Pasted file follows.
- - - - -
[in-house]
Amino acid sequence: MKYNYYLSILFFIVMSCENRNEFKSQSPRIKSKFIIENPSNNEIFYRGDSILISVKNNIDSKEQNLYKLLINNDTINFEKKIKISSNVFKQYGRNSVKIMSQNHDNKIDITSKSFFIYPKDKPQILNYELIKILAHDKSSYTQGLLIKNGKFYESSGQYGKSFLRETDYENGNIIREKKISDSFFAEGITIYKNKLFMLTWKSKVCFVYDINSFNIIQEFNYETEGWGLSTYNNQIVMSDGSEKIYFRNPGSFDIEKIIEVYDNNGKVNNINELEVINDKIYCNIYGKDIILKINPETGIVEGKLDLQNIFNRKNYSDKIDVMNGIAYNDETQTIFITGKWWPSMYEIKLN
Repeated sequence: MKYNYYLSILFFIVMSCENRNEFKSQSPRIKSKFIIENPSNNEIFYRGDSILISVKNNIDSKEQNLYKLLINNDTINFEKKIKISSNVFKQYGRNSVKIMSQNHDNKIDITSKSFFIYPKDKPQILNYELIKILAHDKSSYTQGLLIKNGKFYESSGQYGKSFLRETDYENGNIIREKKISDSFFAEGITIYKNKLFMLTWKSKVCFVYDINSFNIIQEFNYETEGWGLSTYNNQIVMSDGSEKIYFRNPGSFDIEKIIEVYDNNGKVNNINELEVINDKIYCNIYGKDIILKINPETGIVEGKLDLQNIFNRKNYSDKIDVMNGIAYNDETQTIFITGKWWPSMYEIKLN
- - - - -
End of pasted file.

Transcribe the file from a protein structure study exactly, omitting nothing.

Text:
[in-house]
Amino acid sequence: MKYNYYLSILFFIVMSCENRNEFKSQSPRIKSKFIIENPSNNEIFYRGDSILISVKNNIDSKEQNLYKLLINNDTINFEKKIKISSNVFKQYGRNSVKIMSQNHDNKIDITSKSFFIYPKDKPQILNYELIKILAHDKSSYTQGLLIKNGKFYESSGQYGKSFLRETDYENGNIIREKKISDSFFAEGITIYKNKLFMLTWKSKVCFVYDINSFNIIQEFNYETEGWGLSTYNNQIVMSDGSEKIYFRNPGSFDIEKIIEVYDNNGKVNNINELEVINDKIYCNIYGKDIILKINPETGIVEGKLDLQNIFNRKNYSDKIDVMNGIAYNDETQTIFITGKWWPSMYEIKLN
Repeated sequence: MKYNYYLSILFFIVMSCENRNEFKSQSPRIKSKFIIENPSNNEIFYRGDSILISVKNNIDSKEQNLYKLLINNDTINFEKKIKISSNVFKQYGRNSVKIMSQNHDNKIDITSKSFFIYPKDKPQILNYELIKILAHDKSSYTQGLLIKNGKFYESSGQYGKSFLRETDYENGNIIREKKISDSFFAEGITIYKNKLFMLTWKSKVCFVYDINSFNIIQEFNYETEGWGLSTYNNQIVMSDGSEKIYFRNPGSFDIEKIIEVYDNNGKVNNINELEVINDKIYCNIYGKDIILKINPETGIVEGKLDLQNIFNRKNYSDKIDVMNGIAYNDETQTIFITGKWWPSMYEIKLN